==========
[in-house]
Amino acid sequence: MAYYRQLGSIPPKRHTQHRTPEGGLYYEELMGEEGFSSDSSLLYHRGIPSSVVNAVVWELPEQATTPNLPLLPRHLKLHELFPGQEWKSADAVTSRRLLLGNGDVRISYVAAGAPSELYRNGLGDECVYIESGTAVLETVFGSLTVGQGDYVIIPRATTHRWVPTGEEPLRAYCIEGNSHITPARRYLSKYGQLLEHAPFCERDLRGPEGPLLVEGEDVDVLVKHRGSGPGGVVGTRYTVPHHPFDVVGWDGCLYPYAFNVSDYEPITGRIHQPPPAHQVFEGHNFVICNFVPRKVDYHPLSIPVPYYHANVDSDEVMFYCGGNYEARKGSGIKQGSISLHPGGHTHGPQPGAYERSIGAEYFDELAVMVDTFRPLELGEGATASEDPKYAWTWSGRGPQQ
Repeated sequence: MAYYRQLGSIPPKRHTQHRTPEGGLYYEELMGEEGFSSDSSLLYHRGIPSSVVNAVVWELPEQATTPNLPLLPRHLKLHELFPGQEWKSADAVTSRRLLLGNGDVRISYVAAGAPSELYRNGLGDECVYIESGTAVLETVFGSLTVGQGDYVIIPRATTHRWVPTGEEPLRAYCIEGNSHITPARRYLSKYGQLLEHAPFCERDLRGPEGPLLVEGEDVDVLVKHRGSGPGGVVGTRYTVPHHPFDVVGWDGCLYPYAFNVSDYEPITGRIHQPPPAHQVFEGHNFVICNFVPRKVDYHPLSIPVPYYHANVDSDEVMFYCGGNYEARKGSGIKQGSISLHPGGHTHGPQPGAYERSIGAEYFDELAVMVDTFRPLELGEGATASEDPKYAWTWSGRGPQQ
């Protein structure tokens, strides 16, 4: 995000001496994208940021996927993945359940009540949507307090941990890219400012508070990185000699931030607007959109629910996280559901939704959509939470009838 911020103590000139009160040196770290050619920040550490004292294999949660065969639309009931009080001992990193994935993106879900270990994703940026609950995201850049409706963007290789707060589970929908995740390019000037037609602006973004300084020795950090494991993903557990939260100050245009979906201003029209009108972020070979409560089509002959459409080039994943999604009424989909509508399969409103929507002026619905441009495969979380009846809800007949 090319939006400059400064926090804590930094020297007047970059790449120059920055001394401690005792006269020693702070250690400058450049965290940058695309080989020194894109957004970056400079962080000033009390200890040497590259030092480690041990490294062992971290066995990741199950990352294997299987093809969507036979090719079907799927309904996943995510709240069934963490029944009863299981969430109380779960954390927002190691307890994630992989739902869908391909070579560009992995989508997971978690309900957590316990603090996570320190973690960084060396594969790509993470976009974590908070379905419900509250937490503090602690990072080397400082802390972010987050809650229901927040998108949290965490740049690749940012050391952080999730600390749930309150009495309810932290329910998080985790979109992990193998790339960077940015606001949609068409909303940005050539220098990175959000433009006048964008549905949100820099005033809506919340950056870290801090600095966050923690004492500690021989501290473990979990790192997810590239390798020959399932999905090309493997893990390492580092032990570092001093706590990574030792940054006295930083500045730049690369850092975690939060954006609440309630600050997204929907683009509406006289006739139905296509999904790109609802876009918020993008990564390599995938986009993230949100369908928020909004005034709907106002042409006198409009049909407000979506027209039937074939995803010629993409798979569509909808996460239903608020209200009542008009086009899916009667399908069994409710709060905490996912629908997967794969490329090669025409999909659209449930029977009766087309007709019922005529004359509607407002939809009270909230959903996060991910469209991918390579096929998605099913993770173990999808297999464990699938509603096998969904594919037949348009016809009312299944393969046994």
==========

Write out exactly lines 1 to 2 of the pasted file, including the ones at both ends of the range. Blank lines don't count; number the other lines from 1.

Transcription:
[in-house]
Amino acid sequence: MAYYRQLGSIPPKRHTQHRTPEGGLYYEELMGEEGFSSDSSLLYHRGIPSSVVNAVVWELPEQATTPNLPLLPRHLKLHELFPGQEWKSADAVTSRRLLLGNGDVRISYVAAGAPSELYRNGLGDECVYIESGTAVLETVFGSLTVGQGDYVIIPRATTHRWVPTGEEPLRAYCIEGNSHITPARRYLSKYGQLLEHAPFCERDLRGPEGPLLVEGEDVDVLVKHRGSGPGGVVGTRYTVPHHPFDVVGWDGCLYPYAFNVSDYEPITGRIHQPPPAHQVFEGHNFVICNFVPRKVDYHPLSIPVPYYHANVDSDEVMFYCGGNYEARKGSGIKQGSISLHPGGHTHGPQPGAYERSIGAEYFDELAVMVDTFRPLELGEGATASEDPKYAWTWSGRGPQQ